These plants could be dangerous

When you’re pregnant, nighttime hunger pangs can make you reach for the wardrobe like never before. Maybe morning sickness is making your stomach ache and you might consider sipping ginger tea for nausea relief. While you’re trying to satisfy your cravings while meeting your nutritional needs — or just hoping to enjoy a cup of your favorite herbal tea — it’s important to know which plants are safe and which herbs to avoid during pregnancy.

One of the most nerve-wracking parts of pregnancy, however, is the fear of what’s safe or unsafe to eat. The list of things to avoid can seem downright overwhelming. And when it comes to herbal teas and herbal remedies, the information can be particularly confusing. Salads are healthy, right? Are herbs just harmless supplements found in nature? It turns out that the answer is a bit more complicated. There are thousands of herbs and plants that provide health benefits to humans, but unfortunately there is not much research on plants and their effects on a fetus or pregnant woman and most supplements Herbal products are not regulated by the Food and Drug Administration (FDA) at all. While most plants and herbs, collectively referred to as “plants,” are safe to eat during pregnancy, we spoke to a few experts to find out exactly which herbs are safe for mother and baby, and which to avoid.

Herbs to Avoid During Pregnancy

While most of us turn to the FDA for safety warnings about the foods we eat and the products we use, it doesn’t work for organic herbs and supplements. “In general, herbs and supplements are not regulated by the FDA like prescription drugs. For this reason, the ingredients and effects on our bodies are not fully studied and/or known,” warns Dr. Kenosha Gleaton, a certified OB-GYN. An additional problem, she says, is that because these products are unregulated, it’s impossible to know if the “safe” supplement you’re taking is contaminated with another supplement. The bottom line when it comes to knowing which herbs can be taken safely during pregnancy? Speak with your doctor before consuming any unregulated herbal supplement, as no list of herbs to avoid is exhaustive.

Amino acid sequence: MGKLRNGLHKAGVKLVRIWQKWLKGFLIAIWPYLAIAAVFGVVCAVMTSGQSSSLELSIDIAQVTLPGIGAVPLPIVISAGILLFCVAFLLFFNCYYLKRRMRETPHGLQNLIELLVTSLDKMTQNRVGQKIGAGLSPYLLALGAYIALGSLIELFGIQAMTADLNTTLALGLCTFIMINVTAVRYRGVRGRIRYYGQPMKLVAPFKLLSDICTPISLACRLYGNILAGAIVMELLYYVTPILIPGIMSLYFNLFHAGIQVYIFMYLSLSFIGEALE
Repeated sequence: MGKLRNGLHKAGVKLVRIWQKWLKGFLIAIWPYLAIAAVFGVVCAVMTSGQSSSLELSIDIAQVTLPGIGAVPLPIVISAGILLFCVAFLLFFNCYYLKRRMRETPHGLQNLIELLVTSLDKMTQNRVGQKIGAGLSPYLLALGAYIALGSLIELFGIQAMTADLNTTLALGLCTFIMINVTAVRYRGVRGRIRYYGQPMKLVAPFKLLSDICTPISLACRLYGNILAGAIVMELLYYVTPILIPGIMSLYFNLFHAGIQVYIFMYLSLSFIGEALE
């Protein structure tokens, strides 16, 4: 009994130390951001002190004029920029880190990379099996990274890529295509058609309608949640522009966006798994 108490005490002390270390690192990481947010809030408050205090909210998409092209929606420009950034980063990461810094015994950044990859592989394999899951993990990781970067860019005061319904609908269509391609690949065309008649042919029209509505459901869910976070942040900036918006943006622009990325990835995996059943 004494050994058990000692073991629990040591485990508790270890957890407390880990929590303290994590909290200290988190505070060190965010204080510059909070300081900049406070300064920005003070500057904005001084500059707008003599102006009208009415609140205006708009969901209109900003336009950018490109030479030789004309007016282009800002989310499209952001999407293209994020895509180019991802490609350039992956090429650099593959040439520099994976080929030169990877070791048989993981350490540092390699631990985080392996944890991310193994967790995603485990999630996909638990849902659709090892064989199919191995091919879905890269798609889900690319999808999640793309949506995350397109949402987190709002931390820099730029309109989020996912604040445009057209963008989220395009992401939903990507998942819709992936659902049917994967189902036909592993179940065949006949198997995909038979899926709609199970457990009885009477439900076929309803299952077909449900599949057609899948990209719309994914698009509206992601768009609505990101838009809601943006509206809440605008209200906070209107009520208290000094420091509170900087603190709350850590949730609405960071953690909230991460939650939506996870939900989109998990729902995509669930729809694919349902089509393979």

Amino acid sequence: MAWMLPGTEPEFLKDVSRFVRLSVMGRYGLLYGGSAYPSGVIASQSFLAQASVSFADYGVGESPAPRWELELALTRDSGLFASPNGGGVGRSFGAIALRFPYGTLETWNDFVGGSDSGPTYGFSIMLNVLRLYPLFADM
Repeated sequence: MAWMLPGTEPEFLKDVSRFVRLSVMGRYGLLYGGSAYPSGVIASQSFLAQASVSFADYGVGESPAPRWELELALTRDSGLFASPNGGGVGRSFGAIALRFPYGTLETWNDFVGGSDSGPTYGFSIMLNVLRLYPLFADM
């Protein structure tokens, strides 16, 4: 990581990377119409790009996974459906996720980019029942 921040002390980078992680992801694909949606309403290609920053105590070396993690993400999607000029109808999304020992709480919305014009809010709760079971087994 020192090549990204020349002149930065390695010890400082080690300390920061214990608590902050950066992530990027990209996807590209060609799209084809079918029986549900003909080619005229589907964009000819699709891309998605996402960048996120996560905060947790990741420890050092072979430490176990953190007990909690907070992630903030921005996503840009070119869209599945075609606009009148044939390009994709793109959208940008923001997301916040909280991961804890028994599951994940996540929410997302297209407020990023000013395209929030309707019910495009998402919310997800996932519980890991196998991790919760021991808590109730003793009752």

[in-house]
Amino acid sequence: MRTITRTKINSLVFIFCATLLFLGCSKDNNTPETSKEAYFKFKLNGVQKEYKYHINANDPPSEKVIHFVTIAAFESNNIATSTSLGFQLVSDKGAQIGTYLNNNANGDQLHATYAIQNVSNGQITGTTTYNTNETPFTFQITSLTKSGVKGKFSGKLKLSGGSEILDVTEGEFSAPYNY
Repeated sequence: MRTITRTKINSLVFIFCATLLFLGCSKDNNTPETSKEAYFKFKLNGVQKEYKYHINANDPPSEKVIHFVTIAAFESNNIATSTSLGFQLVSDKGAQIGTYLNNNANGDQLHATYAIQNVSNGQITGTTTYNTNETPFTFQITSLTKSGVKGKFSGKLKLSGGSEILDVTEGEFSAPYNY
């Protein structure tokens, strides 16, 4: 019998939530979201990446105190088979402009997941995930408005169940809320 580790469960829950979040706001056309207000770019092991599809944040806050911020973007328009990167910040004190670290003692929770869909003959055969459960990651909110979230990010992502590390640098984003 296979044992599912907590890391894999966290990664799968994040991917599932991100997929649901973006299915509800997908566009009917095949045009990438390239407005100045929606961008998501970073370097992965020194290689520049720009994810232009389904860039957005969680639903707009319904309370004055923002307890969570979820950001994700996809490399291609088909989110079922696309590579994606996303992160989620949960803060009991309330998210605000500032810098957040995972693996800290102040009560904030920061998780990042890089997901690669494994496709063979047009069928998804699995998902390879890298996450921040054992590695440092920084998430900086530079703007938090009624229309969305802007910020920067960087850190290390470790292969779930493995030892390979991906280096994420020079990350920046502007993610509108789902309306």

Avoid these lesser-known supplements and always talk to your doctor before adding any supplement or herbs during pregnancy:

  • Almond oil
  • Cranberry capsules
  • Comfrey
  • Blue Cohosh
  • pennyroyal
  • black cohosh
  • Buckthorn
  • Burdock
  • cascara
  • Coltsfoot
  • corn silk
  • devil’s claw root
  • Dong Quai
  • Ephedra
  • Feverfew
  • Gerrymander
  • Ginseng
  • Hawthorn
  • Horseradish
  • Lobelia
  • Margosa oil
  • Comrade
  • Street
  • Sassafras
  • Cap
  • Senna
  • St. John’s wort
  • Uva ursi
  • Yarrow
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Herbs in Tea to Avoid During Pregnancy

And the herbal teas? When you’re stressed or achy, curling up with a steaming cup of herbal tea is divine. Most herbal teas on the market are a blend of several herbs, which can make choosing an herbal tea that you know is safe even more stressful during pregnancy. When scanning labels, it’s important to read carefully and it’s a good idea to check with your healthcare provider. They can often share a list of safe herbal teas during pregnancy. Some herbs are acceptable in small doses and only become toxic in large amounts, for example. With all of these important caveats, Gleaton generally warns patients to avoid these common herbal teas: